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La vie en rose

Monday January 22, 2007

Samantha David

Since it was loosely based on A Year in Provence by Peter Mayle, it isn't surprising that Ridley Scott's recent slush-fest, A Good Year, is less of a rom-com than a glossy advert for rural France.

Ah, la France profonde! Ah, living the dream! Ridders and Pete have captured this fantasy down to the last detail: a life of golden sunshine, amusing locals and fabulous cooking in kitchens with wooden boards, stone pitchers, and fresh vegetables in wickerwork baskets.

As we all know, there are no taxes, dentists or parking fines in France. Just baguettes, and funny, friendly little Froggies pedalling their bicycles through the sunlit meadows. 

Ah! Le Paradis! Strings of onions, little cups of strong coffee, stripy T-shirts, dried sausages, enormous cheeses, women caressing their ripe melons . . .
It's no wonder the Brits love France. Life is so much more civilised here. Take meals, for example. No one actually eats at the 800-odd MacDo's throughout the country. No one buys those pre-prepared frozen meals in the hypermarket. And no one buys the Pot Noodles, freezers or microwaves either, come to that. Meals are eaten outdoors in the dappled shade of the plane trees. Grandpapa in a battered straw hat, Grandma with a pinny over her generous bosom, Tante Yvette wearing scarlet Resistance lipstick . . . all of them laughing at the puppy as the Mamans et Papas flirt with adultery and sip glasses of rough, ruby-red Beaujolais Nouveau.

Beaujolais Nouveau? In June? Why yes, of course. It must be June, because the trees are covered in luscious ripe cherries. It's always June in France. Even when it rains. 

Rains? It doesn't ever rain in Provence, does it? Yes, of course it does, silly! It rains quite suddenly, right out of the blue, just when a stunningly beautiful couple is returning from a picnic, strolling hand in hand across a flower-strewn meadow. Then it rains.

Absolutely no one in France is fat ? unless they happen to be a Wise Old Family Retainer of course. Or a comedy baker. French women are all slim, with long straight hair and such perfect skin that they need no make-up, just as French men are all sultry, dark-eyed, and constantly fellating a smouldering Gitanes. 

All of which is utter nonsense, of course. Look behind the postcards and you'll see all the usual modern ills: drink, drugs, debt, divorce, depression . . . just like anywhere else. Brits arriving in France expecting to spend their lives sitting in the sun having witty conversations with their cosmopolitan new mates tend to bugger off within a year of arriving.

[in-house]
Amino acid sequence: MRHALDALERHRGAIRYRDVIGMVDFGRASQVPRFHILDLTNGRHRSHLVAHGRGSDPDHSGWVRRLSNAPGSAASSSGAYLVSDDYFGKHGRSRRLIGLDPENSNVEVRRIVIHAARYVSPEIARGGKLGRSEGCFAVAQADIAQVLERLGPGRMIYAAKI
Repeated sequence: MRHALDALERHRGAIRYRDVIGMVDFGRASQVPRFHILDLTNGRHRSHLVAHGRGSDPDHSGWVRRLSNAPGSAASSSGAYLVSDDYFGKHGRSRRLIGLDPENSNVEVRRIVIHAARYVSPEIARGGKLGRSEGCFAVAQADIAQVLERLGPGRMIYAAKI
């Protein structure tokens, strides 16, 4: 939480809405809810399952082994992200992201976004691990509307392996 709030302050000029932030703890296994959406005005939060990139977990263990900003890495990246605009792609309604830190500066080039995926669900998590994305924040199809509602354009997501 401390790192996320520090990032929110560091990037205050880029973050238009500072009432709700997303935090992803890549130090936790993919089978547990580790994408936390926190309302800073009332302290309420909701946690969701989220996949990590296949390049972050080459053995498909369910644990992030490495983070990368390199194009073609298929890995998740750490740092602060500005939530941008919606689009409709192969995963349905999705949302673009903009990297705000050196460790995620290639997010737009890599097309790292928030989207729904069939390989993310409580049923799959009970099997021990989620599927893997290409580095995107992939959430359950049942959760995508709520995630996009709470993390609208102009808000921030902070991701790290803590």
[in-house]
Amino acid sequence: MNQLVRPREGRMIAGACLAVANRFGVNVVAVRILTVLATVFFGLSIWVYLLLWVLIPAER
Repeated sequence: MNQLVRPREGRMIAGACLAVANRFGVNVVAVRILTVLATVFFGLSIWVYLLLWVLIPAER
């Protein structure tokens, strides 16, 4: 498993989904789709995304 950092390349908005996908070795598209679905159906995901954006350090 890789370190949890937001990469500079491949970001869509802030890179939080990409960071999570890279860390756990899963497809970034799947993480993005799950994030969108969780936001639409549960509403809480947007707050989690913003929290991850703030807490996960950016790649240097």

Life in la France profonde is dominated by petty bureaucracy, village gossip, and the weather. The summers are hot and tourist-infested, the winters are long, cold and often desperately boring. Jobs are as scarce as visits from La Scala, and on either side of "les grandes vacances" restaurants, cafes and bars have a habit of closing at 8pm.  

What rural France has in spades is beauty, tranquillity and space. You can compose, write, sculpt and daydream undisturbed. You can cultivate organic vegetables, roam the countryside, keep large dogs, watch eagles soaring overhead. And you can live in a huge rambling house. You can even tart it up if you like. Or you can just fill it with kids and watch them grow up far from the madding crowd. It?s the perfect place to downsize and live life at a snail's pace. I chop wood for heating and cooking, and can spend hours discussing celebrity HIV tests with the grannies sitting outside the church.

All of which is a far cry from the irritating, sugar-coated fantasy pedalled by Ridley, Mayle et al. A Good Year was greeted by the natives as a trivial waste of celluloid, with French reviewers dubbing it "stereotypical", "packed with clichés" and "appalling from start to finish". Dearo, dearo. The press was particularly incensed about the French being portrayed as a nation of dirty, espadrille-wearing, Renault 4 drivers. Apparently they object to their country being viewed as a Disneyesque playground, peopled with folksy stereotypes laid on especially for the entertainment for the "Anglo-Saxon elite". 

Translation: they don't like rich Brits and Americans making patronising films about France and the French. Plus ça change . . .


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